The pretty voice on the phone told Jo Humphreys: "I'm writing a book. It's about my childhood and my grandfather. It's all true. And I'd like you to look at it."
The next day Ms. Humphreys went over to Ms. Bolton's house and picked up the "book" -- a handwritten, 58-page manuscript tucked into a red folder brought home from school by her 7-year-old daughter. She read it that night and called Ruthie the next day.
Ruthie Bolton remembers exactly what Jo told her that day: "She said she see a story in there but it was not completed. There was too much missing. She said, if I wanted to, she could help me. But that she wasn't guaranteeing anything. I said, yes. So we agreed to meet on Wednesdays and Sundays. And that's where it started."
They agreed the best way to proceed was to tape Ms. Bolton as she talked out the story, the way people in the South have always told their stories. At that point, Ms. Humphreys wasn't even thinking about the sessions resulting in a book that would be published.
A difficult task
"I felt it was important for me to tell her that it's hard to write a book and it's almost impossible to publish a book. And I said over and over again, 'This is never going to get published. We're just doing this so that you can have it.' I recognized she wanted to be able to get it told, get it out of her and onto paper," says Ms. Humphreys.
"Yes," says Ruthie, "I needed to get that out of me. That pressure was in me for so long. And each time I would meet Jo and talk, I could feel little by little -- even though I was sobbing and crying every day -- I was feeling better. Every time I told something, I felt better and better."
Josephine Humphreys was not prepared for what happened when Ruthie walked into her studio with the $27 tape recorder she'd bought at Wal-Mart and began the first two-hour session.
"I was amazed," she says. "From the first minute on, it began to be clear to me that this was something really amazing. The way she remembered these things. The way she could tell it in scenes. Which she hadn't really done while writing. But speaking, she actually enacted it rather than reported it. She reported it in the red folder but when she was telling it, she relived it."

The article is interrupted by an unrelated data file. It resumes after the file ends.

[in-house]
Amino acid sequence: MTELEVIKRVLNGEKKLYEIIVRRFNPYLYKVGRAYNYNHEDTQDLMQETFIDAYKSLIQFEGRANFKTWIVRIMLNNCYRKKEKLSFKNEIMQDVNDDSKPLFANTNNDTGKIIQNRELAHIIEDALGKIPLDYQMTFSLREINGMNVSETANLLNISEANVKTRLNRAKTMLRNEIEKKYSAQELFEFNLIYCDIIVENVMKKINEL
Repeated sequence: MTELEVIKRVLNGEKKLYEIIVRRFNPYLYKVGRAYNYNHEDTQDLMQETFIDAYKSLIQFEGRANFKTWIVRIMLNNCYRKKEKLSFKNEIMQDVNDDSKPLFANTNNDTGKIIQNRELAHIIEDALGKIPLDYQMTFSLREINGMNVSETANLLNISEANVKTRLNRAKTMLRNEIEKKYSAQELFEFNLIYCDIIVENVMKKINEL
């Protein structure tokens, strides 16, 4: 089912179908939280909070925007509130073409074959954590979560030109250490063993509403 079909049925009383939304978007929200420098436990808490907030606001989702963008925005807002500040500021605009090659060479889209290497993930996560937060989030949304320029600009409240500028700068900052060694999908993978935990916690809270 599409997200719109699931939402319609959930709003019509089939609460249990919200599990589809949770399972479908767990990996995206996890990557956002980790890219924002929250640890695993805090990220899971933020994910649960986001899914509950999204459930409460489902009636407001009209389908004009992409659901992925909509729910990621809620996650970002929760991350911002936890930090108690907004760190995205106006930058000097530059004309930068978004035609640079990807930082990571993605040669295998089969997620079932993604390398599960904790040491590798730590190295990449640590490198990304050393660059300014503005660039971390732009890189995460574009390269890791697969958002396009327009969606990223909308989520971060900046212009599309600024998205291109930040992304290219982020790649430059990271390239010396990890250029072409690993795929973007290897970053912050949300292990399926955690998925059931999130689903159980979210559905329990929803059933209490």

Ruthie Bolton is asked if she can re-create part of a session so that a visitor might see what it was actually like.
"Oh, God!" she says, her large eyes flying wide open. "I can't do it. You know, at the time I was doing it I really was that little Gal. I'm still Gal now, but I see the office now. I see you and her. But at the time I was telling it, I knew Jo was here, but I didn't see her."
"She never looked at me," says Ms. Humphreys. "And I learned pretty quickly not to interrupt . . . because it would kind of stop that flow and that trance for a minute."
Still, during that first session, Jo Humphreys did interrupt Gal. It was about halfway through the two-hour session and Jo was frightened by Gal's emotional reaction to telling about her grandmother's death. "Daddy" beat her to death when Gal was about 6. "She was crying and I stopped her and I reached out and said, 'This is too hard for you,' says Ms. Humphreys now. "It was almost too hard for me, too. I thought it was too big a strain on her. But she said, 'No, it's not. I have to do it.' "
Here is what appears in "Gal" about the night Ruthie and her child-aunts witnessed their Daddy deliver the fatal beating to their grandmother:
We were in the bed, and all I remember is we heard a glass break. I don't know if she broke it first or he did. But she told him she would kill him if he hit her again. We heard the scuffle in there. We heard the table fall down, and we were crying in the bed, crying and shaking, and we ran up the hallway and we were peeping around the door . . . and he beat her for worse, he beat her all in the head, and she was on the floor, there was blood, blood, and we were just too scared, anybody to do anything . . . And -- she didn't live long after that. She died.
Ruthie Bolton, a pretty woman who resembles actress Alfre Woodard, describes her feelings during the tapings in simple terms: "When I was telling it, I was there. I saw them. I talked the real talk."
She also talked in the voices of those she was seeing. "That pretty voice of hers," says Ms. Humphreys, "could be, as I found out later, terrifying. Because as she taped the story, I actually heard Daddy's voice come out of Ruthie. And it was scary."